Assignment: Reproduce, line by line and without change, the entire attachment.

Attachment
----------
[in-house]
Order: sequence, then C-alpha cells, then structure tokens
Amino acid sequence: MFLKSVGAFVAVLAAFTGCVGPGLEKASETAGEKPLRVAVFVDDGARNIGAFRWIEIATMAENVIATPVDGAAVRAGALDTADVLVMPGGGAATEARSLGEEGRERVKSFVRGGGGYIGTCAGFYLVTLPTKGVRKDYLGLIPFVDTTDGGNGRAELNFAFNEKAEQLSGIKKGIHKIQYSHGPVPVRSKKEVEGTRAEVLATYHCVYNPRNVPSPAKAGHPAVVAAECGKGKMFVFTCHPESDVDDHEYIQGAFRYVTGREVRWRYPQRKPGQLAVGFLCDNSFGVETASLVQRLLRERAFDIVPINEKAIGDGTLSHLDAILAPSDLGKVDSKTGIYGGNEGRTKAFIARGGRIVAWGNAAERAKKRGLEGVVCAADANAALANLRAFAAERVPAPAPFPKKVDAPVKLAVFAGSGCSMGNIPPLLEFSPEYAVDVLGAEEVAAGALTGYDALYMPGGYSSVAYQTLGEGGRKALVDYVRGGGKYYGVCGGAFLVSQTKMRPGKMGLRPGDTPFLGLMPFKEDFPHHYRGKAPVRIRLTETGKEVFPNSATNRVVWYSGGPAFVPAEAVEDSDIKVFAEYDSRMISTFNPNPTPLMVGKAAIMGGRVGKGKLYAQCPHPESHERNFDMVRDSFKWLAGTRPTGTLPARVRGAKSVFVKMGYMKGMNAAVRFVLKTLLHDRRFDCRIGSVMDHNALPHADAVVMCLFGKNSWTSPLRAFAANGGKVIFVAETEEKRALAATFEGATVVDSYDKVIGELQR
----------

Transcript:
[in-house]
Order: sequence, then C-alpha cells, then structure tokens
Amino acid sequence: MFLKSVGAFVAVLAAFTGCVGPGLEKASETAGEKPLRVAVFVDDGARNIGAFRWIEIATMAENVIATPVDGAAVRAGALDTADVLVMPGGGAATEARSLGEEGRERVKSFVRGGGGYIGTCAGFYLVTLPTKGVRKDYLGLIPFVDTTDGGNGRAELNFAFNEKAEQLSGIKKGIHKIQYSHGPVPVRSKKEVEGTRAEVLATYHCVYNPRNVPSPAKAGHPAVVAAECGKGKMFVFTCHPESDVDDHEYIQGAFRYVTGREVRWRYPQRKPGQLAVGFLCDNSFGVETASLVQRLLRERAFDIVPINEKAIGDGTLSHLDAILAPSDLGKVDSKTGIYGGNEGRTKAFIARGGRIVAWGNAAERAKKRGLEGVVCAADANAALANLRAFAAERVPAPAPFPKKVDAPVKLAVFAGSGCSMGNIPPLLEFSPEYAVDVLGAEEVAAGALTGYDALYMPGGYSSVAYQTLGEGGRKALVDYVRGGGKYYGVCGGAFLVSQTKMRPGKMGLRPGDTPFLGLMPFKEDFPHHYRGKAPVRIRLTETGKEVFPNSATNRVVWYSGGPAFVPAEAVEDSDIKVFAEYDSRMISTFNPNPTPLMVGKAAIMGGRVGKGKLYAQCPHPESHERNFDMVRDSFKWLAGTRPTGTLPARVRGAKSVFVKMGYMKGMNAAVRFVLKTLLHDRRFDCRIGSVMDHNALPHADAVVMCLFGKNSWTSPLRAFAANGGKVIFVAETEEKRALAATFEGATVVDSYDKVIGELQR